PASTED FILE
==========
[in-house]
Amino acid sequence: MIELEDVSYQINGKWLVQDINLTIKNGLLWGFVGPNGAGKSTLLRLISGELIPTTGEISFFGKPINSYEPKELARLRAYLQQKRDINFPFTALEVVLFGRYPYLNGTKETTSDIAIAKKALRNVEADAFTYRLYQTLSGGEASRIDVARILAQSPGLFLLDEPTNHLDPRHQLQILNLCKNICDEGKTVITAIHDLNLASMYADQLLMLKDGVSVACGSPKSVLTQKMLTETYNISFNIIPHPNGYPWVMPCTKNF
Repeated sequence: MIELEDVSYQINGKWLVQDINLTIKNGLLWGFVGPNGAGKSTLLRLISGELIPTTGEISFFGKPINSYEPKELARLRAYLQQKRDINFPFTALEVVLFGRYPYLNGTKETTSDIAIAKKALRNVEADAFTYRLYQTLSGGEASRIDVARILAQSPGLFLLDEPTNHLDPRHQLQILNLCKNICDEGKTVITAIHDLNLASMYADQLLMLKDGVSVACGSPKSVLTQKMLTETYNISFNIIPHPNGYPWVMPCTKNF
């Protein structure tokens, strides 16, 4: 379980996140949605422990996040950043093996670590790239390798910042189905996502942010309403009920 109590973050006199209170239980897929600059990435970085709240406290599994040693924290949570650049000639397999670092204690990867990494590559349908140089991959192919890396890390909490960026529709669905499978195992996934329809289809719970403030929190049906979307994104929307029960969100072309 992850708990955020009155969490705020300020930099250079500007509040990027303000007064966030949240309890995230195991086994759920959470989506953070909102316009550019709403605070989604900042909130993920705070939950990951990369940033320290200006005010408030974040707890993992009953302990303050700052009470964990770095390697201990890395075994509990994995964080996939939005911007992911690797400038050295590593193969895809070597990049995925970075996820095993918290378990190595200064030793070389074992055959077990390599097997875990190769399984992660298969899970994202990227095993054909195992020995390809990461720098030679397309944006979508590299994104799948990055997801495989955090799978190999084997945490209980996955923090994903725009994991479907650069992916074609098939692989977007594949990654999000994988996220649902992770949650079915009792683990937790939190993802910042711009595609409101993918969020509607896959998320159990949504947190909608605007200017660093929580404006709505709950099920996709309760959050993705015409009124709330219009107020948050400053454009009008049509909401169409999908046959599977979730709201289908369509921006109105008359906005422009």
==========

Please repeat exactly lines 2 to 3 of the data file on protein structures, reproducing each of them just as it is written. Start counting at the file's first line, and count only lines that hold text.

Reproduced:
Amino acid sequence: MIELEDVSYQINGKWLVQDINLTIKNGLLWGFVGPNGAGKSTLLRLISGELIPTTGEISFFGKPINSYEPKELARLRAYLQQKRDINFPFTALEVVLFGRYPYLNGTKETTSDIAIAKKALRNVEADAFTYRLYQTLSGGEASRIDVARILAQSPGLFLLDEPTNHLDPRHQLQILNLCKNICDEGKTVITAIHDLNLASMYADQLLMLKDGVSVACGSPKSVLTQKMLTETYNISFNIIPHPNGYPWVMPCTKNF
Repeated sequence: MIELEDVSYQINGKWLVQDINLTIKNGLLWGFVGPNGAGKSTLLRLISGELIPTTGEISFFGKPINSYEPKELARLRAYLQQKRDINFPFTALEVVLFGRYPYLNGTKETTSDIAIAKKALRNVEADAFTYRLYQTLSGGEASRIDVARILAQSPGLFLLDEPTNHLDPRHQLQILNLCKNICDEGKTVITAIHDLNLASMYADQLLMLKDGVSVACGSPKSVLTQKMLTETYNISFNIIPHPNGYPWVMPCTKNF